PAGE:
A new study released in Nature Communications says that 30 per cent of the fish being caught worldwide is not reported.
The study found the annual global catch to be roughly 109 million metric tons, about 30 per cent higher than the 77 million officially reported in 2010 by more than 200 countries and territories.
This means that 32 million metric tons of fish goes unreported every year, more than the weight of the entire population of the United States.
“We know the catches, or we thought we did, by countries reporting to [the Food and Agriculture Organization] what they catch. Every year they report to [them],” said Daniel Pauly, a UBC professor with the UBC Fisheries Centre and lead author of the study.
But their findings indicate flaws in how the data is collected. Pauly and his team say most countries focus their data collection on industrial fishing, which overlooks artisanal, subsistence and illegal fishing, as well as discarded fish, which can be difficult to track.
He also pointed out that underreported locations don’t intend to cover-up catches that aren’t being reported.
“It’s simply that they don’t have the qualified personnel to report on that,” he said.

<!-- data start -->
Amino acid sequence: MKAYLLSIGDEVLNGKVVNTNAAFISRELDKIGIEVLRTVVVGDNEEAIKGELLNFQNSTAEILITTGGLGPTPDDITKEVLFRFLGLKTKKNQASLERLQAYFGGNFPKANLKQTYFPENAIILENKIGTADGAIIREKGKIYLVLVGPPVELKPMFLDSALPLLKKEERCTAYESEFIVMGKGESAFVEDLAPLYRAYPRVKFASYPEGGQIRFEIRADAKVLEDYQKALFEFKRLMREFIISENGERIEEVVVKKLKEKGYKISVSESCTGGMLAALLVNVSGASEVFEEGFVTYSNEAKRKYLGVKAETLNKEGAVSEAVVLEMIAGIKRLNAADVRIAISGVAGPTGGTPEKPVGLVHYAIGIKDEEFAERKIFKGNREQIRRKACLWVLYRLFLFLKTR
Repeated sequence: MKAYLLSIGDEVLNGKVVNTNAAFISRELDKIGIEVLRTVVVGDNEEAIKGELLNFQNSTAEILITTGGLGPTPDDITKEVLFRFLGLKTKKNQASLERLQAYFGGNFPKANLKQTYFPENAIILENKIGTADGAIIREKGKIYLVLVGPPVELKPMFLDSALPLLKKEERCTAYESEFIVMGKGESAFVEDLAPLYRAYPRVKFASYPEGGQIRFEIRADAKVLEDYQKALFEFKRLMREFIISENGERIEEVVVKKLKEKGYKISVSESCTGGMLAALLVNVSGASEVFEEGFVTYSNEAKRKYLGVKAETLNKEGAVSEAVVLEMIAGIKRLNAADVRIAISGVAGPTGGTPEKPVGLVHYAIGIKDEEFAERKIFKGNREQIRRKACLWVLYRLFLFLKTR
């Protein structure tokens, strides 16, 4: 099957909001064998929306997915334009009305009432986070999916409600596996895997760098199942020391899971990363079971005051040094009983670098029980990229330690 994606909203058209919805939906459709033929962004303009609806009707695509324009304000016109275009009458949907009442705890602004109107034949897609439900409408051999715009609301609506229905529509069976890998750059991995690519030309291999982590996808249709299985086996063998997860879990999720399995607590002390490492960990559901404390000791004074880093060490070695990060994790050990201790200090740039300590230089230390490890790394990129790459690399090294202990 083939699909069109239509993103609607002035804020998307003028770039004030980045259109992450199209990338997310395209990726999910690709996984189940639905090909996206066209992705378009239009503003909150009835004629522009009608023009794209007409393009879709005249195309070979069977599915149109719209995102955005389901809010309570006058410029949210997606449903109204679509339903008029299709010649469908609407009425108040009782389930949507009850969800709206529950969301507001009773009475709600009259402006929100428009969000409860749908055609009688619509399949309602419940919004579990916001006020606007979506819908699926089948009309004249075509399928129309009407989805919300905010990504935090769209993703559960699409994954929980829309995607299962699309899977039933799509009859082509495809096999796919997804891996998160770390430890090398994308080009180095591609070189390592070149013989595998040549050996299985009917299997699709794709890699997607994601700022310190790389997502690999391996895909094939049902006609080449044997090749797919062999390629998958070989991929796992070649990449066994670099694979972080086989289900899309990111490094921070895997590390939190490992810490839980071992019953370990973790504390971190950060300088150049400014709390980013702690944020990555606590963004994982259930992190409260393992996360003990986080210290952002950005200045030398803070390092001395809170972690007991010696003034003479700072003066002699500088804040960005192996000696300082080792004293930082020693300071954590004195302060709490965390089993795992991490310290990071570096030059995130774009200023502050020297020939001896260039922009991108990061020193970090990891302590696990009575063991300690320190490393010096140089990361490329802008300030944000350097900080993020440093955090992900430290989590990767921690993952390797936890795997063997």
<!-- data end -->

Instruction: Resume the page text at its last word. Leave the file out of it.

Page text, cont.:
“Data are integral to maintaining global fisheries,” said Raechel Waters, senior program officer for ocean health for Vulcan Inc., which supported the study.
“Without an accurate understanding of fish catch, we risk underreporting or misreporting, which can handicap countries in their efforts to implement effective fisheries policy and management measures…this is particularly important for countries that do not have the resources to conduct comprehensive fishery assessments.”
Underreported locations include the South Pacific – where women conduct the fisheries – and in locations like Australia, Bahamas, South Africa and Florida where sports and recreational fishing are common. Discarded bycatch is also not included in data collection and Pauly estimates that adds up to about 10 million tonnes a year.
Pauly believes the solution is to simply back off fishing.
“If we let go a little bit and allow the stock to rebuild, we would get almost the same catch but on a sustained basis,” he said, adding that the North Sea herring is an example of a species that successfully rebuilt its stock after it was wiped out in Norway in the 1960’s.
“Why do we think fisheries have to be maintained at any cost including at the cost of destroying the marine ecosystem?” asks Pauly.
“We have to fish less.”